By ERIC A. HOWALD
Of the Keizertimes
Think that it might be a risk to put up a city-approved mural on the wall of a business that recently stirred up nationwide controversy with an anti-gay marriage message on its readerboard?
Former Keizer mayor Lore Christopher, chair of the Keizer Public Arts Commission which met July 28, has some words she would like to share on the issue.
“That’s a business that’s been in business for 47 years, it’s an iconic Keizer business regardless of what was recently put up on that sign. The decision to put that mural on that location on that wall was made six months ago. It had nothing to do with talking about Don Lebold’s (owner of Town & Country Lanes, the bowling alley picked as site for Keizer’s next mural) political views. Before we selected that wall, we certainly did not say we would like to know your political views and how they might reflect on the city. I think it is an absolute moot point. It had a long wall with great visibility that lent itself to a public mural. I have no reservations moving forward and I can’t imagine that anyone … I, mean, that is so wildly remote that somebody would put together that seven individuals sitting together on a volunteer advisory board and the city of Keizer and any of their affiliates would be a show of support for anyone’s personal political beliefs. That is a stretch that in the 20 years of being with the city, I’ve never seen a farther stretch than that,” said Christopher.
Nevertheless, it was an issue on the mind of at least one Keizer resident who asked the question of City Councilor Amy Ripp, liaison to KPAC, who brought up the possibility of perceptions regarding a proposed mural and recent controversy.
“It was the site and the city looking like it supports Don’s opinions,” Ripp said before invoking the moral outrage of Christopher.
The question was prompted by the appearance of a reader board message at Town & Country Lanes stating, “Judges making decisions contrary to the word of God will they themselves be judged.” The message was posted shortly after a U.S. Supreme Court decision legalizing gay marriage throughout the United States.
By the time Christopher was finished, the only other person willing to speak was Commissioner Beth Melendy, who said, “I think moving the mural would send a bad message that it’s become a political decision.”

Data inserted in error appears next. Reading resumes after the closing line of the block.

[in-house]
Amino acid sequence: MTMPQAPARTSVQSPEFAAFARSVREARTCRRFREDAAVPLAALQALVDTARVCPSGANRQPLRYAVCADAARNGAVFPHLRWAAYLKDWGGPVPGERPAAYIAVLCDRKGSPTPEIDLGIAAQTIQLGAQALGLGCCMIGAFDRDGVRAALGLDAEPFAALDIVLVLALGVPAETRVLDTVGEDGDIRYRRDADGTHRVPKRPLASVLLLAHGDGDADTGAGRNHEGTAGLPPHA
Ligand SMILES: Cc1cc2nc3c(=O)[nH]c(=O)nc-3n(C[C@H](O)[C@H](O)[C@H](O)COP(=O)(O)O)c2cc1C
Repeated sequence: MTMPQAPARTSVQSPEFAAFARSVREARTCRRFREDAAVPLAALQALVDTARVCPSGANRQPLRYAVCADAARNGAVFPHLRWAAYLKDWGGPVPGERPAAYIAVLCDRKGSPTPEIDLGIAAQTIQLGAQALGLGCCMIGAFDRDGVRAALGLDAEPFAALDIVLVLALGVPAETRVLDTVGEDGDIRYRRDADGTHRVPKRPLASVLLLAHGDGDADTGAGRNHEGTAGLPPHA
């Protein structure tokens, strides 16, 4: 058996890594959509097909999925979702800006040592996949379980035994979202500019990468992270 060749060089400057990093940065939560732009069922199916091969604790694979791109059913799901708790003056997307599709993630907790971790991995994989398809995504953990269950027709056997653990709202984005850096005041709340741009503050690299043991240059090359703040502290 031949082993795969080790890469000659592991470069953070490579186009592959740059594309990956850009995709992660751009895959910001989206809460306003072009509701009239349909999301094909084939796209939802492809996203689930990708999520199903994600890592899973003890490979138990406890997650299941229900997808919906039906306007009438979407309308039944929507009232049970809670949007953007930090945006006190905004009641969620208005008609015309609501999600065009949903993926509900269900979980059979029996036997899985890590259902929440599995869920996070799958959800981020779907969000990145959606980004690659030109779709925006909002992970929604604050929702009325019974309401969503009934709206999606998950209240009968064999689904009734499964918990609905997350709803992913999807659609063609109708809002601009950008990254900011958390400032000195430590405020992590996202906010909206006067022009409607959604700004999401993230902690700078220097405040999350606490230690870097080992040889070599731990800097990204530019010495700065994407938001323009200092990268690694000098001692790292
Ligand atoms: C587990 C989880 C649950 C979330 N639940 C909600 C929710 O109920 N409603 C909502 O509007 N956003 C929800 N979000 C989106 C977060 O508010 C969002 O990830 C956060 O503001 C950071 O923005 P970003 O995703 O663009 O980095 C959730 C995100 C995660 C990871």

Ripp submitted to letting the issue go saying, “I have verbage now.”
Later in the meeting, commissioners settled on the specific images to be part of the long Keizer Iris Festival parade-themed mural. The mural will face north with the parade running toward River Road North and include images in the following order: pet parade, McNary High School’s JROTC color guard, Keizer Fire District’s antique fire truck, the McNary band members, a rodeo court, classic cars, an Aztec heritage group, a smoking Volcano, Mexican horse riders, and a Town & Country Lanes float. Clowns will be featured throughout the parade line-up.
Local residents may also have the opportunity to have their face featured on the mural … for the right price.
Commissioners briefly discussed the possibility of individuals having their face placed in the mural as part of the crowd in exchange for a donation to KPAC that helps fund the project completion.
No firm price on the feature was discussed, but a $500 amount was bandied about. There would be a limited number of slots available on a first-come, first-served basis if the idea is carried forward.
In other business, commissioners:
• Tabled passage of KPAC policies and criteria for public art moving forward.
• Opted to forego participation in the Cherriots bus shelter paint-in project this year.
• Will no longer pursue painting of utility boxes owned by PGE along River Road North, but might be able to organize a project to paint signal boxes owned by the city.
• Discussed possible placement of a diamond ring sculpture commissioned by Boucher’s Jewelers in front of Sonic. Commissioners have yet to vote on whether the piece will be accepted as public art.